Office of Generic Drugs FYs 2013 - 2017 Regulatory Science Research Report
- Complex Mixtures and Peptides
- Database and Knowledge Management
- Drug-Device Combinations
- Drug Products that Incorporate Nanotechnology
- Generic Drug Utilization and Substitution
- Locally-Acting Gastrointestinal Drugs
- Locally-Acting Orally Inhaled and Nasal Drug Products
- Long-Acting Injectables and Implants
- Modified Release Drug Products
- Ophthalmic Products
- Oral Abuse-deterrent Opioid Products
- Patient Substitution Studies
- Perceptions of Generic Drugs
- Pharmacokinetic/Pharmacodynamic Models and Pharmacometrics
- Physiologically-Based Absorption and Pharmacokinetic Models for Non-Oral Routes
- Predictive Dissolution and Physiological Models of Oral Absorption
- Topical Dermatological Drug Products
- Transdermal Drug Products
The Generic Drug User Fee Amendments of 2012 (GDUFA) regulatory science program and research activities support the development of new methodologies and tools. These methodologies and tools help establish drug equivalence standards and the development of, and access to, generic drug products.
The Office of Generic Drugs (OGD), through its Office of Research and Standards (ORS), built an extensive research portfolio to support development of new methodologies and tools to help establish equivalence standards. This report elaborates on the results of these efforts during GDUFA (GDUFA I).
Between 2013 and 2017, ORS awarded 36 research contracts and 69 grants for innovative research projects on generics. These contracts and grants resulted in significant accomplishments, from developing the scientific basis to support new and revised guidances for industry to refining methods for the evaluation of generic drug products.
Innovative approaches for evaluating equivalence and tools that support generic drug development are vital to making generic drugs available for complex drug products. Bioequivalence for such products frequently cannot be assessed by traditional pharmacokinetic methods and standards. Complex dosage forms are becoming more critical to patient care but generic versions are generally more difficult to develop due to lack of standards and tools that establish equivalency. The U.S. Food and Drug Administration regulatory guidance recommendations reflect current scientific knowledge on how to ensure development and manufacture of high quality generic drug products.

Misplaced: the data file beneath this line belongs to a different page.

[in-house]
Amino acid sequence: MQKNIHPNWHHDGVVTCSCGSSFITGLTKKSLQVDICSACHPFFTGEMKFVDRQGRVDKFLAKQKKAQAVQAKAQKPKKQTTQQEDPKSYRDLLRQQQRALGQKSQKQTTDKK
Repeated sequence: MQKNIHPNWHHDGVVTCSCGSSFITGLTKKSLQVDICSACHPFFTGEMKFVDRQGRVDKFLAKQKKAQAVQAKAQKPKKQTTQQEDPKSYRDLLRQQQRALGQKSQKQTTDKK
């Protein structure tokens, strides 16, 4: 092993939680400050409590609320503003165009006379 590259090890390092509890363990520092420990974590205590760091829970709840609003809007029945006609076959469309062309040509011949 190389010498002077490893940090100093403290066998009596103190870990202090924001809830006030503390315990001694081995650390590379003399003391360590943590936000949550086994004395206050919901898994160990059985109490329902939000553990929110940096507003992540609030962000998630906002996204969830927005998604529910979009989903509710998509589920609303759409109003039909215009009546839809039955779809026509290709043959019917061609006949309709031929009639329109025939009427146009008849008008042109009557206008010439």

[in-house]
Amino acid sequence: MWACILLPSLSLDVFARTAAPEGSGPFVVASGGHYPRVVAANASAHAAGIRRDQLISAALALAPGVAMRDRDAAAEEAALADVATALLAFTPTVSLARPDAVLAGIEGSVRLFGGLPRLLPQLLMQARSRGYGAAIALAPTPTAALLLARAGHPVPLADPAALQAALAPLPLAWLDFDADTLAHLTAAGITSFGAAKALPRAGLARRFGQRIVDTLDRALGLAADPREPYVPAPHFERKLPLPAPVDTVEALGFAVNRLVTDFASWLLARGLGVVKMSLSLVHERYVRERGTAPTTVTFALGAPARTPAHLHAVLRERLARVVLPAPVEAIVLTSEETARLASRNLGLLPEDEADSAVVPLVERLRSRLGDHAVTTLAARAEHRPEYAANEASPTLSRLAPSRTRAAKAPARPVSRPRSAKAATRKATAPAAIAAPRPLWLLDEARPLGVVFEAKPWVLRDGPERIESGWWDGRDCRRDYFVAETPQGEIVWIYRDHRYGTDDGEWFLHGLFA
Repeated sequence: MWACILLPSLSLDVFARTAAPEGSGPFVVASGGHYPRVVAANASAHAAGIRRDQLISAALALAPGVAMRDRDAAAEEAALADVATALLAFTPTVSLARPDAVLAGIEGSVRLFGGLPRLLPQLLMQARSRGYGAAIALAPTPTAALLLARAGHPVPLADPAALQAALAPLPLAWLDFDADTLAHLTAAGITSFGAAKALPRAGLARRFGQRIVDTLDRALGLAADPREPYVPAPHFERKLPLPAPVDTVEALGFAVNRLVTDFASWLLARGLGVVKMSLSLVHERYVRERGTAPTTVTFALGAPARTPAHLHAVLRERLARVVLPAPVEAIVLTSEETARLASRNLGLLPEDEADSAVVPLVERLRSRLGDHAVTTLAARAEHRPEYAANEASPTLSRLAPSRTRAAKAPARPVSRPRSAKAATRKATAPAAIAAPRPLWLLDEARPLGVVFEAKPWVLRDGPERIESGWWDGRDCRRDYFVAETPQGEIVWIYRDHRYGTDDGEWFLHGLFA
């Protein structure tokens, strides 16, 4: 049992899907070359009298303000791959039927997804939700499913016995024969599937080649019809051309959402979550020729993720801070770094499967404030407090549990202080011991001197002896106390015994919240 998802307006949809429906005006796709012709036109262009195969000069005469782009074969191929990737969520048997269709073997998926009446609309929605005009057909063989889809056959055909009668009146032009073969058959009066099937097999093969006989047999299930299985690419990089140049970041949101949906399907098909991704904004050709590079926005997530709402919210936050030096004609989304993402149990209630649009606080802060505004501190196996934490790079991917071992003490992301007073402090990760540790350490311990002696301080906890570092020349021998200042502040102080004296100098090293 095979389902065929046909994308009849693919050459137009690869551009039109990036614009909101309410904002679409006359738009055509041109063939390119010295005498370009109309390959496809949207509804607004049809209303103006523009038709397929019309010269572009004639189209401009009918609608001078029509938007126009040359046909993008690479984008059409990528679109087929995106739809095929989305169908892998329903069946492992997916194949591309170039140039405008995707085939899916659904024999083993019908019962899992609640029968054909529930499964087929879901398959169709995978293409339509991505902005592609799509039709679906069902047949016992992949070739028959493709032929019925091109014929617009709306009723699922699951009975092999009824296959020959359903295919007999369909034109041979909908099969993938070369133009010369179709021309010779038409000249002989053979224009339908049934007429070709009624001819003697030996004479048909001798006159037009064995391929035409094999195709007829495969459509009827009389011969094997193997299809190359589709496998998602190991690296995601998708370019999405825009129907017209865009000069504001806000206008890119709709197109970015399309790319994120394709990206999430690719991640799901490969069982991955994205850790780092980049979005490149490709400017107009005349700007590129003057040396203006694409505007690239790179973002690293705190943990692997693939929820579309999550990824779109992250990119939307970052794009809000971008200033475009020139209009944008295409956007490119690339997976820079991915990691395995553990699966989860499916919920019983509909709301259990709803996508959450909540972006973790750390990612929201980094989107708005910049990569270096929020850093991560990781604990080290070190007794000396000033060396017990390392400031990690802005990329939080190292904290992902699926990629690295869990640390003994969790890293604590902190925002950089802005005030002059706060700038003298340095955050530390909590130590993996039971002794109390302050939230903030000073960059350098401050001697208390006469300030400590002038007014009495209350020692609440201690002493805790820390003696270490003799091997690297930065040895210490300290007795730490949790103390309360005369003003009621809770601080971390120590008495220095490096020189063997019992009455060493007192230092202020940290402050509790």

The GDUFA regulatory science program and research activities support our regulatory decision-making and development of general and product-specific guidances that provide industry with a roadmap to generic drug development. Under GDUFA I, FDA posted a total of 788 product-specific draft guidances, of which, 295 were for complex drug products that have streamlined product development as well as FDA review and approval of generic complex drug products.
The OGD research activities are divided into 18 topic areas. We have chosen several high-profile topic areas on which to provide an in-depth look of the progress made since the start of GDUFA. A comprehensive list of completed grants and contracts for all 18 areas can be found below.
The results from the first five years of the GDUFA regulatory science program illustrate the significant strides OGD made in addressing questions about therapeutic equivalence and the scientific evaluation of generic drug products. We want to thank our external and internal collaborators who have contributed greatly to this effort, and look forward to the future scientific achievements that will help enhance access to generic drugs for the American public.